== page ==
Focus on victim, not perpetrator
Official Communist Party doctrine addresses women’s rights in the form of the official organization, the All-China Women’s Federation, which was launched in 1949 when the People’s Republic of China was established. At the time, Party Chairman Mao Zedong professed that women “hold up half the sky.”
“The #MeToo movement in China already has a far bigger impact than I expected,” said Xiao, adding that activists wanted to establish mechanisms and enable more people to participate in the discussion and expand the movement’s reach.
“In the West, the #MeToo movement has exposed men in fields including entertainment, politics and business. It is hardly possible in China, as there is too much at stake in these areas. I put my hopes on women who work for private companies to take more action,” added Xiao.
As with online social activists and human rights bloggers in China, the nascent Chinese #MeToo movement will encounter increasingly broader and more aggressive government censorship as it develops the potential to be a larger social force.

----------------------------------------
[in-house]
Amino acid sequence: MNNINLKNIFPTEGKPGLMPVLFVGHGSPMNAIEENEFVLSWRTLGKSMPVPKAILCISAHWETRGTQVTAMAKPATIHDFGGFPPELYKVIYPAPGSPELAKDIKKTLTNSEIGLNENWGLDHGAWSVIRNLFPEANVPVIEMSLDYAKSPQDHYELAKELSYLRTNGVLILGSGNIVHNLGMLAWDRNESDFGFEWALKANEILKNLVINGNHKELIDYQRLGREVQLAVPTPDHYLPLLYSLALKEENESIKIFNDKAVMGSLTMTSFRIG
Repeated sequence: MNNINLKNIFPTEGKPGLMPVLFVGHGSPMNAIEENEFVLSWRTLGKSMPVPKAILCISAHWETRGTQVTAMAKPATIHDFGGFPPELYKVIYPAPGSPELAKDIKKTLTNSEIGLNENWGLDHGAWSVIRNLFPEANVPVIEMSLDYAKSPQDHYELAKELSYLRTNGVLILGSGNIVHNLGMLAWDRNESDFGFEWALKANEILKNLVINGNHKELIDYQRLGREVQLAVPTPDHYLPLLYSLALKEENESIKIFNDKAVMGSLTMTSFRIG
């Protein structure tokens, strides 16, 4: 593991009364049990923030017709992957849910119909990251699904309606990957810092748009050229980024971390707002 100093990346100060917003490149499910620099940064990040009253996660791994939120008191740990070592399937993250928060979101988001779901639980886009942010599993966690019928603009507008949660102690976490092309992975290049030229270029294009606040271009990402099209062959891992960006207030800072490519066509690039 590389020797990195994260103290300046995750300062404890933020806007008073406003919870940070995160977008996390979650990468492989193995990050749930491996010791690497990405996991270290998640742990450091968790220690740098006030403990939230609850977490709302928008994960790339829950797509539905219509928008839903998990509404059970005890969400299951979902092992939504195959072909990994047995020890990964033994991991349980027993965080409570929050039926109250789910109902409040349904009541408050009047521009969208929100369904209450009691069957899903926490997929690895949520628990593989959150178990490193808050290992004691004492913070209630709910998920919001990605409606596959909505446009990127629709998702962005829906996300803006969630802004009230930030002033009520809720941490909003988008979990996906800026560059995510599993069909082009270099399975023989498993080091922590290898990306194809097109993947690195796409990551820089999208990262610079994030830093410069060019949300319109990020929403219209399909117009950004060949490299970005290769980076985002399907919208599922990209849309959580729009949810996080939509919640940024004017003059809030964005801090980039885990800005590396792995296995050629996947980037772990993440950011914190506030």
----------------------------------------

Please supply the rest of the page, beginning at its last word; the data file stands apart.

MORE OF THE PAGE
Huang explained that Chinese women (when they are not the victims) are brave to express their opinion and condemn sexual harassment. However, very few victims dare to report these cases with their real names as sexual harassment will be analyzed in detail and the victim might even be questioned and not believed by some people because she is not the “perfect” victim.
“The traditional patriarchal hierarchy is a hotbed of sexual assault and sexual harassment,” said Xiao, adding that people shift their focus to the victims, and society lacks relevant laws and often looks for the source of the problem among victims. “The ones who seek to break silence deal with a sense of shame, and the perpetrators aren’t afraid. It is a vicious circle.”